By, Terrance Roberts
Executive Director, Prodigal Son Initiative
Last week when I pulled up to my office, one of my young friends from the neighborhood was sitting on his bike waiting for me on the street corner. “Doesn’t it feel good to look over there every day and see your words come to life?” he asked, nodding to Holly Square. I get asked that question all of the time, in various forms, but to have this particular kid ask me made me feel that much better about all we have accomplished. I looked across the street at the Holly Square Peace Courts and the construction of the Nancy P. Anschutz Center – as I do literally 30 times a day – and I shook my head up and down. I simply told him, “Yes it does”, and let him know that any time he wanted to get a good basketball or futsal soccer game going that I was more than willing to accept the challenge.
It does feel good to see the construction of a brand new youth center and job training site, and those brand new courts and playgrounds have done wonders for the landscape and quality of life in the Holly Square area. Less crime, community beautification, and community assets to assist the schools – what community would not be proud of these accomplishments?
After the arson in 2008 that left the Holly Square a burned and battered war zone, many good-hearted, professional community warriors’ stepped up to the call of duty and helped the people of Northeast Park Hill climb from the ashes. The ‘forgotten community’ is now poised to show thousands of other communities the power of collaboration, willpower, resource sharing, and good neighboring principles! These groups were: the Urban Land Conservancy, the Holly Area Redevelopment Project, the Hope Center, Pauline Robinson Library, Hiawatha Davis Recreation Center, the U.S. Post Office, Nancy P. Anschutz Center, Jack A. Vickers Boys and Girls Club of Metro Denver, Mi Casa Resource Center, G.R.I.D., State Senator Michael Johnston’s office, Mayor Michael B. Hancock’s office, Governor John Hickenlooper’s office, the Denver Foundation, the Prodigal Son Initiative, and all the locally owned businesses still located in the area.
Our community is on its way to speaking in the past-tense about the pain of urban decay, violence, unemployment and education gaps – we have risen so high above the ashes. Our youth have the opportunity to be safe and comfortable until 9 p.m. every day, engaged in programming from the Boys and Girls Club, the Hiawatha Davis Rec Center or the Prodigal Son Initiative, Inc., while they learn new skills and work side-by-side to heal their own community. The youth of our community will soon be the young men and women leading others into a positive and productive future.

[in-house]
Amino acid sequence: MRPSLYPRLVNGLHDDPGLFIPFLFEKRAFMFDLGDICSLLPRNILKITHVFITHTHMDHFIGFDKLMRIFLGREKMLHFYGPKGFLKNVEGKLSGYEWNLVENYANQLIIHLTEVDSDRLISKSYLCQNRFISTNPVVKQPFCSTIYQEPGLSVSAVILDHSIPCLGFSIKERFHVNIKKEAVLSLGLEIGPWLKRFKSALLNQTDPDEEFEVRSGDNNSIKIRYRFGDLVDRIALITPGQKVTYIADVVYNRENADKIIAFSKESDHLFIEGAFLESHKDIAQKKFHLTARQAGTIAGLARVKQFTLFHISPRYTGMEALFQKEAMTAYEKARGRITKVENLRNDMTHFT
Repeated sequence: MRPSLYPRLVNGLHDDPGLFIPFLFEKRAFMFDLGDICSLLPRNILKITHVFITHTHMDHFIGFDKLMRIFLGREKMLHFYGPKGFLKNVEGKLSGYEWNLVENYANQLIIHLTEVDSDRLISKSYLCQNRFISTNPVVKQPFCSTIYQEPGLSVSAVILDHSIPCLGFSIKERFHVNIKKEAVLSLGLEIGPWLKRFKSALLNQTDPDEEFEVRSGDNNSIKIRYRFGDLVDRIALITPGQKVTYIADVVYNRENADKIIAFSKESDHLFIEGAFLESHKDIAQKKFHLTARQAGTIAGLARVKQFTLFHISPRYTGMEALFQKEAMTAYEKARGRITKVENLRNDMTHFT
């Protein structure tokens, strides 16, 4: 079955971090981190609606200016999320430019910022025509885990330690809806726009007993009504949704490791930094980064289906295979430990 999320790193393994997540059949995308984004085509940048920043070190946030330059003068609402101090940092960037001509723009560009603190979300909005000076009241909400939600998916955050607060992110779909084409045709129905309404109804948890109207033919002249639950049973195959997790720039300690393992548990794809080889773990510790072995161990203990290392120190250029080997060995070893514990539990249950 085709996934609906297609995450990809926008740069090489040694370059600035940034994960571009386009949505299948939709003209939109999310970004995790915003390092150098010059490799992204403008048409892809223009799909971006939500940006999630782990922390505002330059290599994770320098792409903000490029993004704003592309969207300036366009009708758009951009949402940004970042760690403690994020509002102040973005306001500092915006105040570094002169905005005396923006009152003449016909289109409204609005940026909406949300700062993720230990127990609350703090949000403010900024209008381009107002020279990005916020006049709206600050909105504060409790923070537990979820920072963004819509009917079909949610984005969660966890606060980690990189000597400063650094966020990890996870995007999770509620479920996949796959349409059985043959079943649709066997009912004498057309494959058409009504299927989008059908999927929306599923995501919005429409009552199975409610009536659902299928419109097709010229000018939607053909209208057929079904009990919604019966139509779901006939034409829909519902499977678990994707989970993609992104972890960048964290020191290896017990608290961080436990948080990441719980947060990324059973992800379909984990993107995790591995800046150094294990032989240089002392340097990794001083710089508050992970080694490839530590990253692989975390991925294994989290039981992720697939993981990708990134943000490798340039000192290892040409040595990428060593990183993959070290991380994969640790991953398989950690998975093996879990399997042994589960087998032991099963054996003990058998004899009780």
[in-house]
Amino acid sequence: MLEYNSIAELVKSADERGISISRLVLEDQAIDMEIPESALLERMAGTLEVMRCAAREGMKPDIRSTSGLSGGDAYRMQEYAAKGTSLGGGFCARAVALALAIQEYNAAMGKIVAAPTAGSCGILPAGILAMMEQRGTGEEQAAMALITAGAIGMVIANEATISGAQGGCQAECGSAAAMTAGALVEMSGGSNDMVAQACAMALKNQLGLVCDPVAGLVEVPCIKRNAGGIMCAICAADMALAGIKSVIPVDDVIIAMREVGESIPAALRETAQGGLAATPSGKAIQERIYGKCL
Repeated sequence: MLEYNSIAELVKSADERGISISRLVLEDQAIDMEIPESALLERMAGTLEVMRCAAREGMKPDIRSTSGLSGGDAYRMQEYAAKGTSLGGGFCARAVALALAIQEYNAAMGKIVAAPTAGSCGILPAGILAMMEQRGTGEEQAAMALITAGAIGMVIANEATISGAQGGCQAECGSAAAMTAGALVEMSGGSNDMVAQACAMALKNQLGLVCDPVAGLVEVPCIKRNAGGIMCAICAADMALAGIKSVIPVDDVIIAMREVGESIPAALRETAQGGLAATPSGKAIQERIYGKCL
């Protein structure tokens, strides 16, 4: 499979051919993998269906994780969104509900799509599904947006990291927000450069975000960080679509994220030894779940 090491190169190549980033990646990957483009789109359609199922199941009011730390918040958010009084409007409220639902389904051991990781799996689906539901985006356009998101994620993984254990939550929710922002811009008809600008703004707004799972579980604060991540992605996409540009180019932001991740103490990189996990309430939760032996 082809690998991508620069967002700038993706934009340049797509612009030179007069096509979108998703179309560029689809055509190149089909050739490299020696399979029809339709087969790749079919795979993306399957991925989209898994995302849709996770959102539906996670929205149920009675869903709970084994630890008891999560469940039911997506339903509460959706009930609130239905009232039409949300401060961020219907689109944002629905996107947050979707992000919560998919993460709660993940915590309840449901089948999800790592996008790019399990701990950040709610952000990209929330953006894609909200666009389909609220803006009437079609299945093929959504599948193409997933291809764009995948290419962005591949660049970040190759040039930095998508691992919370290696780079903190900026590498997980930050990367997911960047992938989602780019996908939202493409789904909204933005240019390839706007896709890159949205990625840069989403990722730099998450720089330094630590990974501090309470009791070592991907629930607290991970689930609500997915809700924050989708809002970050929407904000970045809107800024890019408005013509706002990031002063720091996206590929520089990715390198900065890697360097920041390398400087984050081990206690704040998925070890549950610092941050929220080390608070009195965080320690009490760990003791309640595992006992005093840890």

Growing up in Northeast Park Hill, I quickly learned to work hard. Having a grandmother who still owns and operates a soul food restaurant (A & A Fish) seven days a week at 29th and Fairfax, I learned that those who work are the ones who set the tone for the block, not the ones loitering in the street standing in the various parking lots. The life that was on the block was coming from the many shops where the people of the community came to visit. This is a life lesson I took with me into the Holly Square Redevelopment Process, as did many of the other community leaders who put so much effort into a process that I still can’t believe we were actually able to implement so effectively.
Recently, we at the Prodigal Son Initiative, Inc., had to make a hard, but realistic, decision to scale back our afterschool programming due to the lack of adequate funding to run it properly for the youth. But this decision has become another blessing in disguise, as was the case with the turmoil in Holly Square. We have been able to garner support from a few sources who share our vision of Urban Beautification for the youth, and with the youth of the community. We at PSI, Inc., have now narrowed our focus to work with youth in various blighted communities. Along with our Northeast Denver Youth Leadership Committee team, we are poised to help resurrect other communities suffering from some of the issues we suffered at Dahlia Square, before the demolition, and most recently at our beloved Holly Square Shopping Center.
The term that has now been coined from our work with the Holly Square Peace Courts is ‘Interim Use Development’. These small community beautification projects create positive gathering spaces as a direct message against the many ills that come from urban decay issues. Having the youth beautify their own community gives them ownership that no street gang or anger from broken opportunities could ever give them.
I am the kid who was on the honor roll for many years in school, and I am also the kid who joined the neighborhood street gang for many years. From getting gunned down in Northeast Park Hill in the ‘Summer of Violence’, to being incarcerated and being called a ‘Public Nuisance’ at a time in Park Hill, to be able to become a man who could even work on a process to help heal the Holly Square, and the rest of our community in Park Hill, this is more than a dream, or vision come true! I’m honored beyond belief to be able to serve my community to where for decades to come we will have proper development and service for our humble but active Tribe.
Park Hill is rightfully where it should be, in my opinion, helping other communities heal their trauma by leading the way into the future for our youth and community members. We all appreciate the support and love shown to the Holly Square Redevelopment Process, which could not have happened without the support of our community members. Congratulations to you, Park Hill, for being the best community in the nation! Please stop by Holly Square to see the progress, and while you’re there, say hello – we are always happy to see our neighbors.
To contact Terrance or learn more about the Prodigal Son Initiative, visit prodigalsoninc.org.